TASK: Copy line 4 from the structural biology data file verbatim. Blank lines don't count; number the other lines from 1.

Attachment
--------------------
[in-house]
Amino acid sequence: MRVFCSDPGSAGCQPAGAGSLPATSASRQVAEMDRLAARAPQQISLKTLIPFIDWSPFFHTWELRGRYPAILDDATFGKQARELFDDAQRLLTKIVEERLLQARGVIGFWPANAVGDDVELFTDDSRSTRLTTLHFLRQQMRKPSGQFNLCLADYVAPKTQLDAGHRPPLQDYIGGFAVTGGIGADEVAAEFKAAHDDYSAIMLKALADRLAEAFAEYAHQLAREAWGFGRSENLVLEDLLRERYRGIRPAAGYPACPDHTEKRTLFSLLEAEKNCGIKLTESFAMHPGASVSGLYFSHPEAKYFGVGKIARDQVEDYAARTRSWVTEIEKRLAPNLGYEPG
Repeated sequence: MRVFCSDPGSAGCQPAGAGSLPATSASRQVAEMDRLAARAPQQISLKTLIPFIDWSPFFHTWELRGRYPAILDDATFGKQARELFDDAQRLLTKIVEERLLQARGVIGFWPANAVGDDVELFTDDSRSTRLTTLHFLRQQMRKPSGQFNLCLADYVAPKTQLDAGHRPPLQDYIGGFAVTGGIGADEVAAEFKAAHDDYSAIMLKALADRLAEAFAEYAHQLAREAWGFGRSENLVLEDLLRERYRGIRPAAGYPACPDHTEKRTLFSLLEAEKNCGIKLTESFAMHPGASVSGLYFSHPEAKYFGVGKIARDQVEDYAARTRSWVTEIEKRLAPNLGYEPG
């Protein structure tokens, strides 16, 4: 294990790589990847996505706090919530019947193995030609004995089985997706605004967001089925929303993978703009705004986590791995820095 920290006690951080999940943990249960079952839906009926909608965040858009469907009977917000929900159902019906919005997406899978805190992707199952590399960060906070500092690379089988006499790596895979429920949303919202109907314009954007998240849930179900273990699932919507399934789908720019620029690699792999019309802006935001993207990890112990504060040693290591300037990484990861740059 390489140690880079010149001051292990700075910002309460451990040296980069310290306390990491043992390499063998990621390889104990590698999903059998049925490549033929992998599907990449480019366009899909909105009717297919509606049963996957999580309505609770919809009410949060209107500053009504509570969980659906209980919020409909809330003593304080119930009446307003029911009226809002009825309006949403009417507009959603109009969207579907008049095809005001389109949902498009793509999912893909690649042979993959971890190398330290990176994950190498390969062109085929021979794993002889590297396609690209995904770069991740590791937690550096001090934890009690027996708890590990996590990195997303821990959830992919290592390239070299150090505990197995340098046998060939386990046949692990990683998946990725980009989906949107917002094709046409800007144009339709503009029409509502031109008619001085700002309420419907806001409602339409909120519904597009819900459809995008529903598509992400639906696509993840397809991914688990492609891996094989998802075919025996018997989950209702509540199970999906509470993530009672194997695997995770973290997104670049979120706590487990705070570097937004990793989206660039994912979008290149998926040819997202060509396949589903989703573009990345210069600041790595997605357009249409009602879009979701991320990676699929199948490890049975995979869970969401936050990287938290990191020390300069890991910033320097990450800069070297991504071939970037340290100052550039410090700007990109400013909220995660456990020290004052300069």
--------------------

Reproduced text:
């Protein structure tokens, strides 16, 4: 294990790589990847996505706090919530019947193995030609004995089985997706605004967001089925929303993978703009705004986590791995820095 920290006690951080999940943990249960079952839906009926909608965040858009469907009977917000929900159902019906919005997406899978805190992707199952590399960060906070500092690379089988006499790596895979429920949303919202109907314009954007998240849930179900273990699932919507399934789908720019620029690699792999019309802006935001993207990890112990504060040693290591300037990484990861740059 390489140690880079010149001051292990700075910002309460451990040296980069310290306390990491043992390499063998990621390889104990590698999903059998049925490549033929992998599907990449480019366009899909909105009717297919509606049963996957999580309505609770919809009410949060209107500053009504509570969980659906209980919020409909809330003593304080119930009446307003029911009226809002009825309006949403009417507009959603109009969207579907008049095809005001389109949902498009793509999912893909690649042979993959971890190398330290990176994950190498390969062109085929021979794993002889590297396609690209995904770069991740590791937690550096001090934890009690027996708890590990996590990195997303821990959830992919290592390239070299150090505990197995340098046998060939386990046949692990990683998946990725980009989906949107917002094709046409800007144009339709503009029409509502031109008619001085700002309420419907806001409602339409909120519904597009819900459809995008529903598509992400639906696509993840397809991914688990492609891996094989998802075919025996018997989950209702509540199970999906509470993530009672194997695997995770973290997104670049979120706590487990705070570097937004990793989206660039994912979008290149998926040819997202060509396949589903989703573009990345210069600041790595997605357009249409009602879009979701991320990676699929199948490890049975995979869970969401936050990287938290990191020390300069890991910033320097990450800069070297991504071939970037340290100052550039410090700007990109400013909220995660456990020290004052300069």